Q&A with Jordan Field
Lawyer says taxpayers should consider minimizing tax effect
Q: There's a lot of talk over the Internet about health care reform taxing home sales 3.8 percent next year, so now is the time to sell if you're considering. Is that true?
A: It depends. New Internal Revenue Code Section 1411 imposes an unearned income Medicare contribution tax (UIMCT) on net investment income of individuals, trusts and estates, but only to the extent that modified adjusted gross income (MAGI) exceeds the applicable threshold amount, which range from $125,000 to $250,000, depending on filing status. For taxpayers without foreign earned income, MAGI generally equals adjusted gross income (Line 38 of Form 1040).
Code section 121 allows exclusion of up to $500,000 of gain from selling a principal residence. Because the excluded gain is excluded from gross income, it is not included in MAGI or net investment income when calculating UIMCT. Gain in excess of the section 121 excludable amount is included in MAGI and net investment income. Thus, UIMCT only applies to gain from a principal residence exceeding the section 121 exclusion, and then only if MAGI exceeds the threshold amount.
Q: What are the exclusions?
A: Code section 121 generally allows exclusion of up to $500,000 of gain from the sale of property if it has been the taxpayer's principal residence for periods aggregating at least two years in the last five years. Numerous special rules and exceptions apply for purposes of section 121. Generally, if a taxpayer sells a principal residence due to change in place of employment, health or unforeseen circumstances, the exclusion may be available at a reduced amount despite failure to satisfy the duration requirements.
The period in which at least two years of occupancy must occur may be extended for up to 10 years for members of the military and intelligence communities. If a taxpayer has occupied the principal residence for at least one year in the five-year period, any periods in which the taxpayer is residing in a state-licensed care facility (e.g., a nursing home) count as occupancy.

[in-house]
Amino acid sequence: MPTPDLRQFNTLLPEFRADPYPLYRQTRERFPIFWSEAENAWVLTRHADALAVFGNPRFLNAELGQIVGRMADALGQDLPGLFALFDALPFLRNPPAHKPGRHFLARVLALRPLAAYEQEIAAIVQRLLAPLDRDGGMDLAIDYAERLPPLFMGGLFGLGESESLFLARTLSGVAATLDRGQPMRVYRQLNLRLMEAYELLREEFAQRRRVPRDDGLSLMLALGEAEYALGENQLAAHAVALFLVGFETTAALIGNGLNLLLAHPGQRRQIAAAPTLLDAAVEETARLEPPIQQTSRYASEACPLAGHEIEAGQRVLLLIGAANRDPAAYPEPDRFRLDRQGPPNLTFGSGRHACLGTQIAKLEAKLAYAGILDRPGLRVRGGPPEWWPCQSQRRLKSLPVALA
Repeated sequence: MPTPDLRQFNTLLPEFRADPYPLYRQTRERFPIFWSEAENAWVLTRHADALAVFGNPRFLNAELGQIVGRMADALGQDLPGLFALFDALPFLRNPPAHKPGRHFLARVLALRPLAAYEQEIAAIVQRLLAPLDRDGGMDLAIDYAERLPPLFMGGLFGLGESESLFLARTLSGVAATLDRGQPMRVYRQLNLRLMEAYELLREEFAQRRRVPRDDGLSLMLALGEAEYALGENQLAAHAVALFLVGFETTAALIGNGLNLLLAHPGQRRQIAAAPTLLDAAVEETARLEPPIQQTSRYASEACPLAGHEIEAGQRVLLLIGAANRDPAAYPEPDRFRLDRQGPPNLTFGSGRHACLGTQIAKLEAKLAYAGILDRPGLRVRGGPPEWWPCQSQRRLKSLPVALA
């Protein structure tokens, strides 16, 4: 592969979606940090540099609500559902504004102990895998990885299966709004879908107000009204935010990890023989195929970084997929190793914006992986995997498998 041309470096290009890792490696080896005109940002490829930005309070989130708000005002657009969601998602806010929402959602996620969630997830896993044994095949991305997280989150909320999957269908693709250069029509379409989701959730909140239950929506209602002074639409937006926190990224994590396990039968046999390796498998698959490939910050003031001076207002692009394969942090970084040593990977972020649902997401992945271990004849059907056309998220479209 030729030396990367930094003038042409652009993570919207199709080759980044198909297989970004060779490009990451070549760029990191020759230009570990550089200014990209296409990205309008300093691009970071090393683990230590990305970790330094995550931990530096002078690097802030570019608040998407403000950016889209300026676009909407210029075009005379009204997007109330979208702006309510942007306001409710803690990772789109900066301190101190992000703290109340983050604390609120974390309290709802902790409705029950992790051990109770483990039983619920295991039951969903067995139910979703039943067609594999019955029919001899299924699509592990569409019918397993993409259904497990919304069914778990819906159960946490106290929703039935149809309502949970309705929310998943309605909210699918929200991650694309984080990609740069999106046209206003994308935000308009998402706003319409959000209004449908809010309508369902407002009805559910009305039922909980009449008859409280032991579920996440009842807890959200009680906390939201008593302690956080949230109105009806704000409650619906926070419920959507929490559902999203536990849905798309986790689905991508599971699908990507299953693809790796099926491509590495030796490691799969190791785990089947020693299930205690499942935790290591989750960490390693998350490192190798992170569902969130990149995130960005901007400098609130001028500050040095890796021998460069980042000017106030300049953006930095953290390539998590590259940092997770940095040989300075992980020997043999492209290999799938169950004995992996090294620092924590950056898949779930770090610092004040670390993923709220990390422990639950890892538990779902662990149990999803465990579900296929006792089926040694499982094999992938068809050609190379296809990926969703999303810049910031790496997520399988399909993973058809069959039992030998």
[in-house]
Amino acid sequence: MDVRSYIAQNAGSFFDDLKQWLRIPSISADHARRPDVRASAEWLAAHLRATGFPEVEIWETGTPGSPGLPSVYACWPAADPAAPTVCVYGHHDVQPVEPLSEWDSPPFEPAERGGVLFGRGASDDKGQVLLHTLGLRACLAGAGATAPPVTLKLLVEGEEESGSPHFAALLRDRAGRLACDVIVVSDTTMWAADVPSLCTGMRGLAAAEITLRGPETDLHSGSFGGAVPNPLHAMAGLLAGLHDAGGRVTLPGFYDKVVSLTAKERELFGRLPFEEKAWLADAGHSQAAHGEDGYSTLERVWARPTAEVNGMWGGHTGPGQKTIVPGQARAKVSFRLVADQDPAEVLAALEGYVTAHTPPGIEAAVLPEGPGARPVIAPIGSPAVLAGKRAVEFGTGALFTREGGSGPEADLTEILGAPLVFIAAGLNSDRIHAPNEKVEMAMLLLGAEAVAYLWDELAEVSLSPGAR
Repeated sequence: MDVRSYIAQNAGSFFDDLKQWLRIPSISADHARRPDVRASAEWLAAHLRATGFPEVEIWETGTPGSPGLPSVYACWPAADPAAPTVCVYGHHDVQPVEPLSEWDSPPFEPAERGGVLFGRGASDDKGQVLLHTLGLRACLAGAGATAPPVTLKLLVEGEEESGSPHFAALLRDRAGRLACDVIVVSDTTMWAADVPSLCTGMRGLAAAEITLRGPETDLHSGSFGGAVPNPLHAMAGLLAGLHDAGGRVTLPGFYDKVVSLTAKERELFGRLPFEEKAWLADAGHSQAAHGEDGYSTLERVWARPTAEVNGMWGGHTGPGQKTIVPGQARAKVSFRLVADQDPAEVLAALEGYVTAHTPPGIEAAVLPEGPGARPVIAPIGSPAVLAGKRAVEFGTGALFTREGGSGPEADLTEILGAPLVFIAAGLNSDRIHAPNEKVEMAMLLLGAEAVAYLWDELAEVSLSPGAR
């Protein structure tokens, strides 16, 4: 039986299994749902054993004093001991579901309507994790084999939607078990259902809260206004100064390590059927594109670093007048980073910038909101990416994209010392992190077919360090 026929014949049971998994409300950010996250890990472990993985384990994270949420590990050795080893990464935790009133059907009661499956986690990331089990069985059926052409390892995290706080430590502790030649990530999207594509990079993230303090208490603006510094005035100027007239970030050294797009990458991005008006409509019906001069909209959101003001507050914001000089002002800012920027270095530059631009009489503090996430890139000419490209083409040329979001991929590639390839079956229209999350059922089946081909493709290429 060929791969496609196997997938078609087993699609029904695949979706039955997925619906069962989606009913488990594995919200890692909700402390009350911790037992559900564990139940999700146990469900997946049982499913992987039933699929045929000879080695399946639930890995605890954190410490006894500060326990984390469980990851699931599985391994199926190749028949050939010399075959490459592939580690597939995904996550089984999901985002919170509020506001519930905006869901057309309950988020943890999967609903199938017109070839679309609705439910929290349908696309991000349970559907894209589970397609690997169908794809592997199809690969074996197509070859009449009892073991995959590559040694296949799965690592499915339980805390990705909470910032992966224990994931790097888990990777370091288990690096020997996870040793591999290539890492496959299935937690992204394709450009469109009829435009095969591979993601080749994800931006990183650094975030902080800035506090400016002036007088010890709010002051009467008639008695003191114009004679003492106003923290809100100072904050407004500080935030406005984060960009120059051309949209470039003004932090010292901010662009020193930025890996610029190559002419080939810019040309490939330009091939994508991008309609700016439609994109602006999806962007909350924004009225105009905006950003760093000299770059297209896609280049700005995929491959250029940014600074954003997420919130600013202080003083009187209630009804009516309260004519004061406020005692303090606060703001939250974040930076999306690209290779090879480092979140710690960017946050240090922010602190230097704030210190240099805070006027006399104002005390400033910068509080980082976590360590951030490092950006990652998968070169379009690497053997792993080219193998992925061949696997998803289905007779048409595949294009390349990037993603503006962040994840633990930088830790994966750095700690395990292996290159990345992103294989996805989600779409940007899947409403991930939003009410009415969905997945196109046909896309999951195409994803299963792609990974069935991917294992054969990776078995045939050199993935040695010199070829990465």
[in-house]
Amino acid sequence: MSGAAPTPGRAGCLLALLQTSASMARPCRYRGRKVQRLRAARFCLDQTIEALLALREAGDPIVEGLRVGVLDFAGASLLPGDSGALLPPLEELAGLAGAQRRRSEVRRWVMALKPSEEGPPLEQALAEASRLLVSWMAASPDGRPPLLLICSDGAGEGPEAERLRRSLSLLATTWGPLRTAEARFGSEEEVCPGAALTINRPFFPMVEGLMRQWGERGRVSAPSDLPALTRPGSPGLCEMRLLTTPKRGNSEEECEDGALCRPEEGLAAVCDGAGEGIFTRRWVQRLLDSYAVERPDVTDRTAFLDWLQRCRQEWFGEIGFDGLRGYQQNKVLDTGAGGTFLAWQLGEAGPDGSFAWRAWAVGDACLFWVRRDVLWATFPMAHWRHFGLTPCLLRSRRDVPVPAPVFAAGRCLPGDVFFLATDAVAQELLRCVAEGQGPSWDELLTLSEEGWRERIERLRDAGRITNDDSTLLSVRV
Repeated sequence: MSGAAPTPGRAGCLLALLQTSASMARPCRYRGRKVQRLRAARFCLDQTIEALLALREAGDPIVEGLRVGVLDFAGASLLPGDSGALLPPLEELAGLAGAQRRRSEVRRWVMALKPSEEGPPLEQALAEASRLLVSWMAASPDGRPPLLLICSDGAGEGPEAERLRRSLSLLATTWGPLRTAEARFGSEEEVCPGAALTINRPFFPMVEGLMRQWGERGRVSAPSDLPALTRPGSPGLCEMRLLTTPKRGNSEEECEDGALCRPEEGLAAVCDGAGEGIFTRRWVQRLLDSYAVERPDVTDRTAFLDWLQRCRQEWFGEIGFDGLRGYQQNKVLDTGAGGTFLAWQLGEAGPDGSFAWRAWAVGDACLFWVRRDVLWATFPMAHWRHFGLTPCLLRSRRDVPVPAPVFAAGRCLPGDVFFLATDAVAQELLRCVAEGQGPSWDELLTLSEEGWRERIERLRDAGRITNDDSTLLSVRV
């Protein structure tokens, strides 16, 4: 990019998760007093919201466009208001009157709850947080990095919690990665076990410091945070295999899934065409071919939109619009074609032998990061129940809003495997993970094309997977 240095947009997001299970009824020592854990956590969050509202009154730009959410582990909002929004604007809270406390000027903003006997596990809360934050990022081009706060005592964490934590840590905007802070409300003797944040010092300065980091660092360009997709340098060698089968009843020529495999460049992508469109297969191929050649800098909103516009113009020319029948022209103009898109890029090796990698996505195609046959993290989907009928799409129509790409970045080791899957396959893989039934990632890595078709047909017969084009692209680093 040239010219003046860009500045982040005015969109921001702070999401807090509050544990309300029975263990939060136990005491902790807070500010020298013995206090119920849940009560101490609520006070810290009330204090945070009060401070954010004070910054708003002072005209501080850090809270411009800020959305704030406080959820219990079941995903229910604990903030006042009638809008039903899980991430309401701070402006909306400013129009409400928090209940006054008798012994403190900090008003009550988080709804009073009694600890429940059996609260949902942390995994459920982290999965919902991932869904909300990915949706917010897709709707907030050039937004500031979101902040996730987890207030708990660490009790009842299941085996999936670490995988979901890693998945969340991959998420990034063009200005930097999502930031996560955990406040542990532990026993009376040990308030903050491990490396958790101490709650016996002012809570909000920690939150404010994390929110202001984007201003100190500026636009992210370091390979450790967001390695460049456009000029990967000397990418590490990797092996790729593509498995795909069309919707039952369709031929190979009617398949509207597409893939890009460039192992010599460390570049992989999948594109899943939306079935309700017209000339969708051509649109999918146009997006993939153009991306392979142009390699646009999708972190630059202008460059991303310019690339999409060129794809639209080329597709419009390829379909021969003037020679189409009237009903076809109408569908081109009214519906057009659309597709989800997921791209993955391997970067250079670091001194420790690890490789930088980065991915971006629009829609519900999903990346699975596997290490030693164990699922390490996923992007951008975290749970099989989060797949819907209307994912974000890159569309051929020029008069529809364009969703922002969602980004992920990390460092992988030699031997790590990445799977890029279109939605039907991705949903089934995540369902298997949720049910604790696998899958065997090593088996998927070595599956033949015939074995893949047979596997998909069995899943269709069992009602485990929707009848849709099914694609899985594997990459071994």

Q: Does this touch only home sales, or include other investments such as stock?
A: Net investment income for UIMCT purposes includes interest, dividends, rents, royalties, annuities, gains from sale of most assets (e.g., stocks, bonds, vacation houses, cars, boats, etc.), income from passive activities and income from trading commodities or financial instruments.
Subject to last-minute action by Congress, taxpayers should consider strategies to minimize the effect of both UIMCT and the scheduled regular tax rate increases starting Jan. 1. Strategies which: (a) reduce MAGI below the threshold amount; (b) reduce excess MAGI to less than net investment income; or (c) reduce net investment income, will reduce UIMCT.
Options include taking gains before the end of 2012, deferring losses to 2013, installment sale planning, increasing portfolio allocations to tax-exempt bonds and nondividend paying stocks, maximizing contributions to qualified retirement plans and gifting assets that generate investment income to family members with lower MAGI (outright or through family-investment companies or other vehicles). Individuals should consult a tax professional regarding their specific situation.
There are numerous exceptions and special rules that may potentially be applicable to some taxpayers. Nothing herein is investment advice, and nontax considerations should be taken into account before buying any assets.
PAULA BURKES, BUSINESS WRITER